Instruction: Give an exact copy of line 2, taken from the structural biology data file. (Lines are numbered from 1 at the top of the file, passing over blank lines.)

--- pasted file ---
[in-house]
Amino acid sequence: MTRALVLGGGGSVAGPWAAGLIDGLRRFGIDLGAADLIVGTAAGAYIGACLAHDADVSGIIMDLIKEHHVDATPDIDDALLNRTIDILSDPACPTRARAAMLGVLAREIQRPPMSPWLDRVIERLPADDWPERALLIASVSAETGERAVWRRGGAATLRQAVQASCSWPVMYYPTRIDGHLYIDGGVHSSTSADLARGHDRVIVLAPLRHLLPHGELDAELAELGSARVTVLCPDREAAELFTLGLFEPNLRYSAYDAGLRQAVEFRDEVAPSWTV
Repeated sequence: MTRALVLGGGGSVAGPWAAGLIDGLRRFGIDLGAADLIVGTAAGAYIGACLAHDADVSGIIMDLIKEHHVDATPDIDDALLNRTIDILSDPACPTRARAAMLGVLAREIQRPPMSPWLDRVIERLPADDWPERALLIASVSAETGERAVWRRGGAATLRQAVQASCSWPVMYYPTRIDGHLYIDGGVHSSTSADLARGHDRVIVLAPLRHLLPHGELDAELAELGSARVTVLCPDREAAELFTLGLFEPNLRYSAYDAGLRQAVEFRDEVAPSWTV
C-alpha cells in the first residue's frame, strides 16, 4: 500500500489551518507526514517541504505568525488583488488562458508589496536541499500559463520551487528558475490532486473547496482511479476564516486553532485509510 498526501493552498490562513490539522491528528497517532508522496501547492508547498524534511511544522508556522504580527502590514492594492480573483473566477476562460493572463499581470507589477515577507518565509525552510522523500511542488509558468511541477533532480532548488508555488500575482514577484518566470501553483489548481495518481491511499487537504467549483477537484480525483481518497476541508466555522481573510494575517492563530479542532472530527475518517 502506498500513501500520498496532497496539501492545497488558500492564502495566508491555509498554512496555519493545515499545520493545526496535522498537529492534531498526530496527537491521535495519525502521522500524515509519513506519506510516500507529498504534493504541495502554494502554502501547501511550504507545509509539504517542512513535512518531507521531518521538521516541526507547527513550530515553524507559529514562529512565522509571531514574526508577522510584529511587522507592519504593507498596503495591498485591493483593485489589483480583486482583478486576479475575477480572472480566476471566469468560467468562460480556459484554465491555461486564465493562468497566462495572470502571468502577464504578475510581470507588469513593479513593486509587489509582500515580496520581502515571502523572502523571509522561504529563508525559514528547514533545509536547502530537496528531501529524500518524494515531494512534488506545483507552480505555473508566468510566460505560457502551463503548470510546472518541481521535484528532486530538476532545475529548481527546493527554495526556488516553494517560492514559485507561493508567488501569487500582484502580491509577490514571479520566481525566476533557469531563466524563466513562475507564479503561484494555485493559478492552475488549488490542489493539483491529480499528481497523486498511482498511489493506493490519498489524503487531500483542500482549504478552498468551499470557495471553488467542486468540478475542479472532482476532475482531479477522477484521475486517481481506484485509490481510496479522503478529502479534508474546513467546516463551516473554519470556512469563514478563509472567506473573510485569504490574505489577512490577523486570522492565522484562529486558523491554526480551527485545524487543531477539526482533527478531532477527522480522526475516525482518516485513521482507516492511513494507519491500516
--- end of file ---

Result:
Amino acid sequence: MTRALVLGGGGSVAGPWAAGLIDGLRRFGIDLGAADLIVGTAAGAYIGACLAHDADVSGIIMDLIKEHHVDATPDIDDALLNRTIDILSDPACPTRARAAMLGVLAREIQRPPMSPWLDRVIERLPADDWPERALLIASVSAETGERAVWRRGGAATLRQAVQASCSWPVMYYPTRIDGHLYIDGGVHSSTSADLARGHDRVIVLAPLRHLLPHGELDAELAELGSARVTVLCPDREAAELFTLGLFEPNLRYSAYDAGLRQAVEFRDEVAPSWTV